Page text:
L.A.'s 10 Best Up-and-Coming Rappers
Inglewood rapper Skeme
Los Angeles has been a hotbed of rap and hip-hop for decades, and the current time is no exception. While there are a slew of big names coming out of the City of Angels, there’s a burgeoning underground scene of lesser known but equal talents. Thanks in large part to platforms like SoundCloud, Datpiff and Bandcamp, these artists have been able to get their music out there, and we decided it’s time to give them a shout-out. After all, you don’t need to be signed, with major-label albums under your belt, to be good at your craft.
10. Kosha Dillz
Maybe you've heard Kosha Dillz outside the Roosevelt Hotel in Hollywood on a Friday night. With his amp and microphone in tow, he sets up shop on the sidewalk and starts freestyling, usually to everyone’s delight. Kosha, who hails from New Jersey, is Jewish and raps in English, Hebrew and Spanish. He claims he got his rap name, literally, off of a jar of pickles at the supermarket at the age of 17. He got his start in New York rap battles and has since released over six projects, played South by Southwest, and performed with artists like Snoop Dogg, Ghostface Killah and Maitsyahu. He’s signed to Murs’ 3:16 imprint and dropped his most recent project, Awkward in a Good Way, in 2014. (Not so) fun fact: Kosha’s website got hacked by ISIS last year. He’s currently working on a documentary about being a Jewish rapper.
9. King Trell
It’s been over a year now since L.A. native King Trell was singed to Tyga’s Last Kings label. The L.A. native has yet to release a full project, but he’s been dropping singles steadily over the last few months. So far, his tunes have leaned toward party anthems and club music, which is to say his songs are highly danceable. His most well-known jams are “True Dat” featuring Young 100 and this summer’s League of Starz-produced release, “Talk Dat Shit,” featuring Iamsu! and RJ. Rumor has it that he’s coming out with a mixtape by the name of Manchester Park later this year.
The girl group PTAF (which stands for Pretty Taking All Fades) might not ring a bell, but odds are you know their breakout hit, “Boss Ass Bitch.” The hip-hop trio made the song during an after-school class when they were students at Crenshaw High back in 2012. The song went viral and later caught the attention of Nicki Minaj, who remixed the slap with her own lyrics. Though Nicki gave the girls a shout-out on Instagram the day the track was released, they claim that the singer never contacted them about using their beat and that the song itself came as a surprise. In the last few years, PTAF, who are all young mothers, have graduated from high school and released a newer, sleeker music video for the track. They signed to Capitol Records in 2014 and dropped two projects last year: Fake Friends and The Hard Way. Though they have yet to come out with another viral hit, they’re working on new stuff and have hopes of breaking through without Nicki's help soon.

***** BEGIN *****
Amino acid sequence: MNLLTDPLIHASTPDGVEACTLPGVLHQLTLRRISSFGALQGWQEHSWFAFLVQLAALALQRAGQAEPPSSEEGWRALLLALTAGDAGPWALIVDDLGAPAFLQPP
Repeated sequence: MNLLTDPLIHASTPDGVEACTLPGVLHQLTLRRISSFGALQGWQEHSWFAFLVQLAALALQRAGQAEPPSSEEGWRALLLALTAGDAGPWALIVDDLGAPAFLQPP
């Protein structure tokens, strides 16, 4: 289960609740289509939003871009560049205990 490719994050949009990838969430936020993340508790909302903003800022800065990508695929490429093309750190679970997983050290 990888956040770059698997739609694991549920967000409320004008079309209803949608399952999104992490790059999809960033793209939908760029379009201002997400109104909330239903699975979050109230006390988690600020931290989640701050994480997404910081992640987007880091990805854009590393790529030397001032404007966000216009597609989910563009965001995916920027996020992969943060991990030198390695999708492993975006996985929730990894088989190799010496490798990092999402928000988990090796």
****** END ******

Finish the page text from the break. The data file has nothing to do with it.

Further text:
For the last few years, Compton-bred rapper AD has been steadily building a name for himself and dropping new releases. Like Inglewood MC Skeme (who is also on this list), AD has made his hometown a central feature of his music, most notably through his 2013 and 2014 mixtapes, Welcome to ComptonFornia and ComptonFornia 2. His latest mixtape, Blue:89, is a collection of synth-heavy, bouncy tracks that match well with the rapper’s energetic vocals. Featured artists on the project include Lil Durk, OT Genesis, Jon Hart and RJ, as well as production from League of Starz. Some of his songs, like “Juice,” are starting to get radio play, so keep an ear out for more from the young rapper.
6. B-Mac the Queen
B-Mac the Queen is a little-known rapper from the Crenshaw district who is part of Hit Boy’s HS87 (Hits Since ’87) hip-hop collective. She’s been on the scene making music for the past eight years and was featured on HS87’s last two compilation albums, We the Plug (2014) and All I’ve Ever Dreamed Of (2013). She dropped her first EP, Black Kid$, on Aug. 3, with features from Skeme, iLL Camille and Kembe X. The eight-track release (plus a bonus track) is a perfect intro to B-Mac, who is known for her deep voice and particular blend of “ghetto gospel.” She’s tough and fierce, but reflective and candid about her life and Los Angeles, too. Not only is it refreshing to hear a female voice in the rap world, but it’s nice to hear one as real and raw as hers.
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